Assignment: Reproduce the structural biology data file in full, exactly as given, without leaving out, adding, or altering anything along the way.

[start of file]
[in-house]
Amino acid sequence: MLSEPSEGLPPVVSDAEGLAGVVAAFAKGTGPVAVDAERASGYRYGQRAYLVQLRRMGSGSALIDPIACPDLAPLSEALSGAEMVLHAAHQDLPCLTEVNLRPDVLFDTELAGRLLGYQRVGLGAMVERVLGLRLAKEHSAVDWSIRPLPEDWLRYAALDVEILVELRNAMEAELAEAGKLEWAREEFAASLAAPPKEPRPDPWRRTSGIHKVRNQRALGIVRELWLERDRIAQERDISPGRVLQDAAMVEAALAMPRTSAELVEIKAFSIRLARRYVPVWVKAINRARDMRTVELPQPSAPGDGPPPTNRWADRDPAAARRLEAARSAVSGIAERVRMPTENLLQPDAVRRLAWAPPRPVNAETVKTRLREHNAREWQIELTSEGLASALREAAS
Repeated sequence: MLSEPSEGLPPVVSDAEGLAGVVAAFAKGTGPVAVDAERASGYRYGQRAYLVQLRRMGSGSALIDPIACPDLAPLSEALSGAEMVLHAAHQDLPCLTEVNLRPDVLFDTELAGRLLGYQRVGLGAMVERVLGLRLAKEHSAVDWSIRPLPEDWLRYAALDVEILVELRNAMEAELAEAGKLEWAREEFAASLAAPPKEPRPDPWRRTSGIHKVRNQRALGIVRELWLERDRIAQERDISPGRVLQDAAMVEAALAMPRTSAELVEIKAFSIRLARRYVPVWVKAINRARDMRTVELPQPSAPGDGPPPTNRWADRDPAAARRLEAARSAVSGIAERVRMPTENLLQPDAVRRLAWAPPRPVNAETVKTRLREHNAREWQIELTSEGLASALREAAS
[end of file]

[in-house]
Amino acid sequence: MLSEPSEGLPPVVSDAEGLAGVVAAFAKGTGPVAVDAERASGYRYGQRAYLVQLRRMGSGSALIDPIACPDLAPLSEALSGAEMVLHAAHQDLPCLTEVNLRPDVLFDTELAGRLLGYQRVGLGAMVERVLGLRLAKEHSAVDWSIRPLPEDWLRYAALDVEILVELRNAMEAELAEAGKLEWAREEFAASLAAPPKEPRPDPWRRTSGIHKVRNQRALGIVRELWLERDRIAQERDISPGRVLQDAAMVEAALAMPRTSAELVEIKAFSIRLARRYVPVWVKAINRARDMRTVELPQPSAPGDGPPPTNRWADRDPAAARRLEAARSAVSGIAERVRMPTENLLQPDAVRRLAWAPPRPVNAETVKTRLREHNAREWQIELTSEGLASALREAAS
Repeated sequence: MLSEPSEGLPPVVSDAEGLAGVVAAFAKGTGPVAVDAERASGYRYGQRAYLVQLRRMGSGSALIDPIACPDLAPLSEALSGAEMVLHAAHQDLPCLTEVNLRPDVLFDTELAGRLLGYQRVGLGAMVERVLGLRLAKEHSAVDWSIRPLPEDWLRYAALDVEILVELRNAMEAELAEAGKLEWAREEFAASLAAPPKEPRPDPWRRTSGIHKVRNQRALGIVRELWLERDRIAQERDISPGRVLQDAAMVEAALAMPRTSAELVEIKAFSIRLARRYVPVWVKAINRARDMRTVELPQPSAPGDGPPPTNRWADRDPAAARRLEAARSAVSGIAERVRMPTENLLQPDAVRRLAWAPPRPVNAETVKTRLREHNAREWQIELTSEGLASALREAAS